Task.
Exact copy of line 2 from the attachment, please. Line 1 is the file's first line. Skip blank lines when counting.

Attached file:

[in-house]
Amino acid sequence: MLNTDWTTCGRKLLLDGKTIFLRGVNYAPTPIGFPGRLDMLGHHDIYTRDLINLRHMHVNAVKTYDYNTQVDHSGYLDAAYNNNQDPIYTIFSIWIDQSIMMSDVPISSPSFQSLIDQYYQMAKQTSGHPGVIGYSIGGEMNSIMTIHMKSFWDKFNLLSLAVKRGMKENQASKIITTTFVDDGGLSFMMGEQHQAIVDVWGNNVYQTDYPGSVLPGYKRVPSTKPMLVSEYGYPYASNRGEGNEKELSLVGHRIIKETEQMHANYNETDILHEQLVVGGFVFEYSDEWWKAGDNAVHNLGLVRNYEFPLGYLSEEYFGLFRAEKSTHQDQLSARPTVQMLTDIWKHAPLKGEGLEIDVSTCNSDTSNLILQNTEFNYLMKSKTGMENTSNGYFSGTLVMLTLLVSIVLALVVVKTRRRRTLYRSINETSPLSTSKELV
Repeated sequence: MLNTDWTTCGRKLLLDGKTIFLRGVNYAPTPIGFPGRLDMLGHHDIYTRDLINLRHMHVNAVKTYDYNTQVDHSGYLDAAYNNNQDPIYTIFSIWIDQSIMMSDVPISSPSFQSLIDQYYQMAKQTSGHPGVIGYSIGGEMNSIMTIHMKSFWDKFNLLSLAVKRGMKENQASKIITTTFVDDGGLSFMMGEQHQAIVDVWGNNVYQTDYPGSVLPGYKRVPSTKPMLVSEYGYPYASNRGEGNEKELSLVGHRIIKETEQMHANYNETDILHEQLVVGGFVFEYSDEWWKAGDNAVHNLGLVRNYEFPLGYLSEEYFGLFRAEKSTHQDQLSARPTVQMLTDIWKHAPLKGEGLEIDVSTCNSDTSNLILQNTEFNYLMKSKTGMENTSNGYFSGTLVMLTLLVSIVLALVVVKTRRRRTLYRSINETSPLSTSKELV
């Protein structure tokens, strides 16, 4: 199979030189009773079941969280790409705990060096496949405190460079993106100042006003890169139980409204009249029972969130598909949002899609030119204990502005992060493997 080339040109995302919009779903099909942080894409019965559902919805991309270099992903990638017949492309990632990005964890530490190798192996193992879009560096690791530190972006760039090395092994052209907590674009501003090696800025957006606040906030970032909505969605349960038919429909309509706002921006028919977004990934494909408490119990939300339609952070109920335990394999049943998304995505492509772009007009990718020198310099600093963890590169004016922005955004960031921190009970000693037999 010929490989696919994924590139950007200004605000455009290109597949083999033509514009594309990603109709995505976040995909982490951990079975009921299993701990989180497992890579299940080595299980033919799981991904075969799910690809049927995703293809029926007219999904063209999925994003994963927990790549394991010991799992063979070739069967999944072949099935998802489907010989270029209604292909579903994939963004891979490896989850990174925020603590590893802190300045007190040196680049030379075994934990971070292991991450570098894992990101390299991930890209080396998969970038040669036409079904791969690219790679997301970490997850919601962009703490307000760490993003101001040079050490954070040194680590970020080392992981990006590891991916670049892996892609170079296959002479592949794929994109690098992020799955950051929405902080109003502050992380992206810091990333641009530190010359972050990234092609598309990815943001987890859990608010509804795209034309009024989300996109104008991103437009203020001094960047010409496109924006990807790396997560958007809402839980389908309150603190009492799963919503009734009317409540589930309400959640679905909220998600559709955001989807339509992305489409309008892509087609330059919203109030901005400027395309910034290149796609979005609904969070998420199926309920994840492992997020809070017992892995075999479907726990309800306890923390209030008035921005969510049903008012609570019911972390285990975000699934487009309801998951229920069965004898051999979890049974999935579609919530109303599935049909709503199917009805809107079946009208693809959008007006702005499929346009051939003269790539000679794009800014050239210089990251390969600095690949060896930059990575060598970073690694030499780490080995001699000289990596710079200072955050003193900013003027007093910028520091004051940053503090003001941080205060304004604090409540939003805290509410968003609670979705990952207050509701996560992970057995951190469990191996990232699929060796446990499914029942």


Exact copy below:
Amino acid sequence: MLNTDWTTCGRKLLLDGKTIFLRGVNYAPTPIGFPGRLDMLGHHDIYTRDLINLRHMHVNAVKTYDYNTQVDHSGYLDAAYNNNQDPIYTIFSIWIDQSIMMSDVPISSPSFQSLIDQYYQMAKQTSGHPGVIGYSIGGEMNSIMTIHMKSFWDKFNLLSLAVKRGMKENQASKIITTTFVDDGGLSFMMGEQHQAIVDVWGNNVYQTDYPGSVLPGYKRVPSTKPMLVSEYGYPYASNRGEGNEKELSLVGHRIIKETEQMHANYNETDILHEQLVVGGFVFEYSDEWWKAGDNAVHNLGLVRNYEFPLGYLSEEYFGLFRAEKSTHQDQLSARPTVQMLTDIWKHAPLKGEGLEIDVSTCNSDTSNLILQNTEFNYLMKSKTGMENTSNGYFSGTLVMLTLLVSIVLALVVVKTRRRRTLYRSINETSPLSTSKELV